Al Ali: And then later on, when Betamax came into homes, cinema stopped in the UAE totally. It died. Until the mid-Nineties. I was unlucky I was in that period. I could not watch movies on the big screen, I used to watch them on tapes. It was a struggle. In my childhood, I remember when I used to go to cinemas, before they shut down, there was an open air cinema in Satwa. And there smoking was allowed. My relationship with film was totally disturbed. I used to watch films through smoke. There were people in front of me smoking and you would see the film through clouds of smoke, the screen behind. I would look for the image, where is the image... Then everything stopped, and I had to watch films on video and at that time we didn't have copyright laws and films had been pirated, bad quality. All my relationship with cinema was this disturbed image, not clear, not real cinema. Until I started traveling to festivals and watching cinema around thirty years ago.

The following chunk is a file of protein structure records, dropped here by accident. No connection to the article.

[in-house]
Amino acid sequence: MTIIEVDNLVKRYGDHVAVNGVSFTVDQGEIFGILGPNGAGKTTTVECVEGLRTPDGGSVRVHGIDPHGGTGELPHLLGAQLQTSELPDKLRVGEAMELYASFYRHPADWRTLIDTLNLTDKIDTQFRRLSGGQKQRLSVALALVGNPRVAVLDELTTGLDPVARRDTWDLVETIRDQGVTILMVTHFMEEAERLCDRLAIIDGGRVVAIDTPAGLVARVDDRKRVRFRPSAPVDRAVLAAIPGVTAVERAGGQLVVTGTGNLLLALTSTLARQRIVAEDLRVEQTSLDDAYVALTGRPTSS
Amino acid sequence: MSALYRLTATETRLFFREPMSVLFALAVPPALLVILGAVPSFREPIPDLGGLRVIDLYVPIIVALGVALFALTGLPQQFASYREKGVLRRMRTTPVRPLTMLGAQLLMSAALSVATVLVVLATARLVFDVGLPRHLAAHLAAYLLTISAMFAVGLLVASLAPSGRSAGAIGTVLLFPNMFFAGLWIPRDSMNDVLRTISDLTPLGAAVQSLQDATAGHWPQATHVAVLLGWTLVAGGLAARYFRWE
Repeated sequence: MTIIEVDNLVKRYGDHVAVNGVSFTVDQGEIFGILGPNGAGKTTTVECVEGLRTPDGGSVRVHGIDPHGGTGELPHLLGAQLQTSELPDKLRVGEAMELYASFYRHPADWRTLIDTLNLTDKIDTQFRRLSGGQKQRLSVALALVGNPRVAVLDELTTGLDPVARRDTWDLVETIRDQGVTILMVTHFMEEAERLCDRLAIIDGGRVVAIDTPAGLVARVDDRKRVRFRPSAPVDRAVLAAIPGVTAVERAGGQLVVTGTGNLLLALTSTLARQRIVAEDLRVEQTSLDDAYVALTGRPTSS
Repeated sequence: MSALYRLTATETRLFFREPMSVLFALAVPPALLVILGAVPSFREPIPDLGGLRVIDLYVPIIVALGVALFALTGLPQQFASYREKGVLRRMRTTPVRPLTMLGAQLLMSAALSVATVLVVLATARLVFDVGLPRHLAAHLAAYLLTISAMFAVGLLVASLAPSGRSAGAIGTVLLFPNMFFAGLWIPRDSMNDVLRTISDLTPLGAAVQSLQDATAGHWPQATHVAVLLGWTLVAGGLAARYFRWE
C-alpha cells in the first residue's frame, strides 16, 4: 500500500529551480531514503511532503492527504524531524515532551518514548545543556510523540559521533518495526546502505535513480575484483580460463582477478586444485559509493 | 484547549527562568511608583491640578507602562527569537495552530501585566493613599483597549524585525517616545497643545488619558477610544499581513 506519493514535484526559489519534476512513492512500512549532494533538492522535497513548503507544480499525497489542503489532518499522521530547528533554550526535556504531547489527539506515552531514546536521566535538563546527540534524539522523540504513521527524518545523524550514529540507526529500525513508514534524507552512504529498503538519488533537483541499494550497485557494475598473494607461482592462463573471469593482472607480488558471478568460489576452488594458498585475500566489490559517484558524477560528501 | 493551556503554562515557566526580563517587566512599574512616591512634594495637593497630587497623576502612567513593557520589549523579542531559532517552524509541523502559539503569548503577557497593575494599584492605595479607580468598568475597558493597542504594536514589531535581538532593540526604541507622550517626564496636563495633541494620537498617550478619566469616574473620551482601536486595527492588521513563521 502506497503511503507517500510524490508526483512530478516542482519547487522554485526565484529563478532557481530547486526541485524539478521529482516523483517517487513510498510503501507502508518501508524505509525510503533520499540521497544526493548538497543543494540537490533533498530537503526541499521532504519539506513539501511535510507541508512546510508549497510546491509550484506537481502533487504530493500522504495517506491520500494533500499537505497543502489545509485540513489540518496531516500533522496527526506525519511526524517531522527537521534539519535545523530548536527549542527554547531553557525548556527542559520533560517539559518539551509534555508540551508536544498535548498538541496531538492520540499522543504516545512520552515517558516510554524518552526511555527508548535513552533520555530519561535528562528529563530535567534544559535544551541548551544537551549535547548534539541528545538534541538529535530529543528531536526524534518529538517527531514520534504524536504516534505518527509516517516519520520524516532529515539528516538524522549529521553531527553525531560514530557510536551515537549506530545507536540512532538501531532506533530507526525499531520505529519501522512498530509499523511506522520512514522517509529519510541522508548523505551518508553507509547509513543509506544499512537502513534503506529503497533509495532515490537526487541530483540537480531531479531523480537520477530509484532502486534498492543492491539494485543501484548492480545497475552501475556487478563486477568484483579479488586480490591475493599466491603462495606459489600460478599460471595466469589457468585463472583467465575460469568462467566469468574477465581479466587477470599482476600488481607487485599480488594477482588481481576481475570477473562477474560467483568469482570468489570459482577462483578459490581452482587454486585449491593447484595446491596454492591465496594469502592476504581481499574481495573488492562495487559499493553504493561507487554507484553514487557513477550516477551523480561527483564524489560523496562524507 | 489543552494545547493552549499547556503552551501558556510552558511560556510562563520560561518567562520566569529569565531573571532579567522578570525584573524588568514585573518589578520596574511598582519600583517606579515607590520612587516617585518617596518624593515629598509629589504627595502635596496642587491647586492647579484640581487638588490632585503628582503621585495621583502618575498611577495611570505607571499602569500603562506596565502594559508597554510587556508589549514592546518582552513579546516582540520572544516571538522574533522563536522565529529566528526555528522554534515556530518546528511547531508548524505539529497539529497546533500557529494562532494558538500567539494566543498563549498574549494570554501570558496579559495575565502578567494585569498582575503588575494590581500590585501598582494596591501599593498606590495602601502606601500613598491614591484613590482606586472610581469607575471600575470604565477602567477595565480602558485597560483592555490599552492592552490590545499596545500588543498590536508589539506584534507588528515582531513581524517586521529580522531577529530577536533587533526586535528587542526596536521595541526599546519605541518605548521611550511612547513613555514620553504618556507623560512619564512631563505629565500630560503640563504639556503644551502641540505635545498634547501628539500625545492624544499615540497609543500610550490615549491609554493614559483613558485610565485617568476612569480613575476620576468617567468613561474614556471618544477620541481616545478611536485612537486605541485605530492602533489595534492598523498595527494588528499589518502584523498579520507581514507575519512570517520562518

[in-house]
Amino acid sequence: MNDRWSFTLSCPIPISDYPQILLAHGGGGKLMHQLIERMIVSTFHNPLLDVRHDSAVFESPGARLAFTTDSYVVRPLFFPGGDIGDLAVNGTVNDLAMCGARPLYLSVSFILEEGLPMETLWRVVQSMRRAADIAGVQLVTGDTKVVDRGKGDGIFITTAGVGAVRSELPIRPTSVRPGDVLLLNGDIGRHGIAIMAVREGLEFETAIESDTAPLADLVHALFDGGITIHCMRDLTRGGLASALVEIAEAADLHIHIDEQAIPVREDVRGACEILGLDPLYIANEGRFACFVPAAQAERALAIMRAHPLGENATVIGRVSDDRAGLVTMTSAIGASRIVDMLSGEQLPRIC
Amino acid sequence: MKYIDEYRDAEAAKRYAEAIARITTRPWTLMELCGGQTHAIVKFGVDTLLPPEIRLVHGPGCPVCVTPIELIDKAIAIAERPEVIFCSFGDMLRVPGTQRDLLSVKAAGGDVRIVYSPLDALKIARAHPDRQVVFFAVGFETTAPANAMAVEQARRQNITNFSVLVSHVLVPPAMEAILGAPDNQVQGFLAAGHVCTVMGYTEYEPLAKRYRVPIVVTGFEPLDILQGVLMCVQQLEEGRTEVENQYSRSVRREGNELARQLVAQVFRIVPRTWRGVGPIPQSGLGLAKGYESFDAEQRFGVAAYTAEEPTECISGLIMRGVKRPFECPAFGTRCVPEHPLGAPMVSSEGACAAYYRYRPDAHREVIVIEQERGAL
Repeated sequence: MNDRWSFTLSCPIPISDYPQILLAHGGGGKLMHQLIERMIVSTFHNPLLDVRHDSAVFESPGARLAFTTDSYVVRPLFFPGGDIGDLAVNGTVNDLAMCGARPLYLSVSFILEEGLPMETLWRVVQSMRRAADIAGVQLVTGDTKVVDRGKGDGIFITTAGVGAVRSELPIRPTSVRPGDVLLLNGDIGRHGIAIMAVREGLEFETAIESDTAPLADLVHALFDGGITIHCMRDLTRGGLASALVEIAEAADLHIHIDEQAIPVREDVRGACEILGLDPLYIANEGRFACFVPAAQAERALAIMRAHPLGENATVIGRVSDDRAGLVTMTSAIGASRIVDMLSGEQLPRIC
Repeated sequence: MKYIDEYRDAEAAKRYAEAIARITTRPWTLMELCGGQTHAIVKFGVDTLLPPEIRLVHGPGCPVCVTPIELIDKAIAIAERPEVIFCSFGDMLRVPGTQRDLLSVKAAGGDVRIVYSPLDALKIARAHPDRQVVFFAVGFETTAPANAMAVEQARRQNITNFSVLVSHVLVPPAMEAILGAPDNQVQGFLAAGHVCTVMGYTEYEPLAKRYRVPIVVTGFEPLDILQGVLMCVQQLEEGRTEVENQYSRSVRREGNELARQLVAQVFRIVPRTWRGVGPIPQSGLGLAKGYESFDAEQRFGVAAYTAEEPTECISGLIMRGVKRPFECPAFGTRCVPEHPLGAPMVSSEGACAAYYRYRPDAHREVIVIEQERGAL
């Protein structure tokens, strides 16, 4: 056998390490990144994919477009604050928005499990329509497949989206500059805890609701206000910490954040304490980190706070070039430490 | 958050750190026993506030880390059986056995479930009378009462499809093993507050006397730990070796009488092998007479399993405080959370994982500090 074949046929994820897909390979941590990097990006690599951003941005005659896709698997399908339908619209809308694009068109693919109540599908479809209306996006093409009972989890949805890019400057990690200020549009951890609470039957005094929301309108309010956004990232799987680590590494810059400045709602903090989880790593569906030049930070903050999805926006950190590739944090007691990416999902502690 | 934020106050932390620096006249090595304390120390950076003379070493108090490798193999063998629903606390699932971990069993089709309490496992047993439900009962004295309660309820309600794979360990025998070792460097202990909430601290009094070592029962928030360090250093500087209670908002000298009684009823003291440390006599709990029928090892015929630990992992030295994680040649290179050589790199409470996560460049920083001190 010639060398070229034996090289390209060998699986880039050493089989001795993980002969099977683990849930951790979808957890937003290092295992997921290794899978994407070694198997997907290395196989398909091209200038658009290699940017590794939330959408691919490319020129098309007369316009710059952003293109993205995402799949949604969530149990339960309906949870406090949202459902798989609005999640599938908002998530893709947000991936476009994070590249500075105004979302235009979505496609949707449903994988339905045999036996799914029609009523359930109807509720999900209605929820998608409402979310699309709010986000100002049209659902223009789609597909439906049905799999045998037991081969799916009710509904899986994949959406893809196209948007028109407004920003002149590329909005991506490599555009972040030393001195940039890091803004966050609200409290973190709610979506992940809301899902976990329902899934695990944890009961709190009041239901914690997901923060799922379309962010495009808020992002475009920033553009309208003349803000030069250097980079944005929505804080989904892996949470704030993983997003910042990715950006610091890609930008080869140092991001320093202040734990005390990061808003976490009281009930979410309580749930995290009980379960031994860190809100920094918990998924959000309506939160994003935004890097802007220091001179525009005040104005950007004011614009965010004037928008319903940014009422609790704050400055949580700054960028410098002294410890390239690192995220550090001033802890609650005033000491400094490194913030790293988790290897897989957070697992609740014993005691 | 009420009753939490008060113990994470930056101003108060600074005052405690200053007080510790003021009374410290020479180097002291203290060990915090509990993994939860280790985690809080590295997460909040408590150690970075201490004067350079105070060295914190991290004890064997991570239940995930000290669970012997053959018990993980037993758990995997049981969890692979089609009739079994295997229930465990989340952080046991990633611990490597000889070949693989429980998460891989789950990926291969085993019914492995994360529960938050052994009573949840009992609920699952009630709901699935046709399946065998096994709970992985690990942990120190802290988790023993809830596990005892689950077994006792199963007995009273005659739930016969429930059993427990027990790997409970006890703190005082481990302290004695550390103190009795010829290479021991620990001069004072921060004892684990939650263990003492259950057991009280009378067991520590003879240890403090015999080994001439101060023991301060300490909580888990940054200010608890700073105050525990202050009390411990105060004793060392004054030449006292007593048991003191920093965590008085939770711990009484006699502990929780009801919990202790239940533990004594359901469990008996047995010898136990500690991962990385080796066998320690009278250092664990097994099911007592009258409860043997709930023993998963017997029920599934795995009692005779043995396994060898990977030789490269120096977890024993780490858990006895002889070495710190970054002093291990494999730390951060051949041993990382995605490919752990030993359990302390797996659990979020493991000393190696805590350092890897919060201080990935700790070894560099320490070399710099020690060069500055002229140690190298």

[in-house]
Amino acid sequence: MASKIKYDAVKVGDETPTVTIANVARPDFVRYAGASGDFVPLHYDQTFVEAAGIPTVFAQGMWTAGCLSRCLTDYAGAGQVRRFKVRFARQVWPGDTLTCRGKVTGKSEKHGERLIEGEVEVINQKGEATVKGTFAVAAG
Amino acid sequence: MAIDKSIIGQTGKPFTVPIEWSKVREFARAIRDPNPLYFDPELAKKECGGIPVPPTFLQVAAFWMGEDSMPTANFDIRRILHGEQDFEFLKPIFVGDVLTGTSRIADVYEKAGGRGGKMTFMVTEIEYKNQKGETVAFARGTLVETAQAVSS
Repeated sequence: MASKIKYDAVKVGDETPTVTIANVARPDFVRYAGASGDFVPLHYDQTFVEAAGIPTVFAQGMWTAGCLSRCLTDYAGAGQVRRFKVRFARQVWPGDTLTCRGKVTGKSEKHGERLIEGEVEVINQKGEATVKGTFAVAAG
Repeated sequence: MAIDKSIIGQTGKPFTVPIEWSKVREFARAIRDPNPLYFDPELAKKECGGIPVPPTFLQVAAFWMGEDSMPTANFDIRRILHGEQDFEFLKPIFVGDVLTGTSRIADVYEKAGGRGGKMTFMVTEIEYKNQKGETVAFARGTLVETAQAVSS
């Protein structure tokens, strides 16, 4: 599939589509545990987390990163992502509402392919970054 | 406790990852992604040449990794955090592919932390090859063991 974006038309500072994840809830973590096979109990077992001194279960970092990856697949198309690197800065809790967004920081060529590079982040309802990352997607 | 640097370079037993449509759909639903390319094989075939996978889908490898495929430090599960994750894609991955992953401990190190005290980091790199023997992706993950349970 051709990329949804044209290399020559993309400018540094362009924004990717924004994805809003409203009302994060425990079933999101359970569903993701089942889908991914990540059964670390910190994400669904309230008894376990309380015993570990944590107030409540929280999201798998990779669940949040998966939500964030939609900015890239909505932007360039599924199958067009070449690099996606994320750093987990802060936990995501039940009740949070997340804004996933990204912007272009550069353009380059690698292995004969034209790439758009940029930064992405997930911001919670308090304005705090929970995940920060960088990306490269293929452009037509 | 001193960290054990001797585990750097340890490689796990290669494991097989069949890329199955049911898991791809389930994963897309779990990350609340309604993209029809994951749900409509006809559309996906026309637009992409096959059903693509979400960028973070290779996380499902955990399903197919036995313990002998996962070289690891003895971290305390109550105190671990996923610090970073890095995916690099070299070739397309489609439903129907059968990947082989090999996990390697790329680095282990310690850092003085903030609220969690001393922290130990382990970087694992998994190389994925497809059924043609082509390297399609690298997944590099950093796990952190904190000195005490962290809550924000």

Cinema wasn't my goal, it was always poetry. But then I discovered in cinema the ultimate poetry, which I didn't know, I thought poetry could only be in a text.
You have virtual reality here, episodes from Westworld, all these different medium living side by side with the films. Where do you see us watching films in five years at DIFF?
Al Ali: In theaters. Cinema will remain this medium, what is happening with the technology will only benefit cinema, give more possibilities to create. Personally, I'm not against VR but I'm not a fan of VR. It's like digital, when that came, everyone was against it and now everyone is shooting in digital.
Is there a film you go back to when your soul needs a little bit of healing and you need a reminder of the good of humanity?
Al Ali: I have a couple of films but one that still shakes me, it's Shadows of Forgotten Ancestors by [Sergei] Parajanov. This film I have always had a connection with, and I don't know why.
Photos by Getty Images, courtesy of DIFF and used with permission.